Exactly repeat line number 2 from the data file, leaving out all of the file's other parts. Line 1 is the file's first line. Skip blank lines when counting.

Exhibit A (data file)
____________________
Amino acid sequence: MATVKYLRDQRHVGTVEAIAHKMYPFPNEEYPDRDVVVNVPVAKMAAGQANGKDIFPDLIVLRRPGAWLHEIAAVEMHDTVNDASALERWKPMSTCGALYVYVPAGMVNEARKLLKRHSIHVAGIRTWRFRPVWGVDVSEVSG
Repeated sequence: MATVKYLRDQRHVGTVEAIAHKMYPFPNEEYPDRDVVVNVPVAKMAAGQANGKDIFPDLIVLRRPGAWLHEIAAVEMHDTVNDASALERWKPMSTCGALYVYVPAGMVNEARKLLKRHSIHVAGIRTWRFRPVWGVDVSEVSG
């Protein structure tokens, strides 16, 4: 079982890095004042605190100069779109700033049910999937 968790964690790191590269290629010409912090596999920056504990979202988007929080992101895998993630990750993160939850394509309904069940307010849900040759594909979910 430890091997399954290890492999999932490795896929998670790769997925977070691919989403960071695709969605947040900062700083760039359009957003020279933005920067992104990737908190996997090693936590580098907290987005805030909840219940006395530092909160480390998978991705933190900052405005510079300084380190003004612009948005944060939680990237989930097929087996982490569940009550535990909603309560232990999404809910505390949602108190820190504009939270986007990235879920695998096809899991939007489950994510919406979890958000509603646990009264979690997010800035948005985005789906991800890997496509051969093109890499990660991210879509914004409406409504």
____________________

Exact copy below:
Repeated sequence: MATVKYLRDQRHVGTVEAIAHKMYPFPNEEYPDRDVVVNVPVAKMAAGQANGKDIFPDLIVLRRPGAWLHEIAAVEMHDTVNDASALERWKPMSTCGALYVYVPAGMVNEARKLLKRHSIHVAGIRTWRFRPVWGVDVSEVSG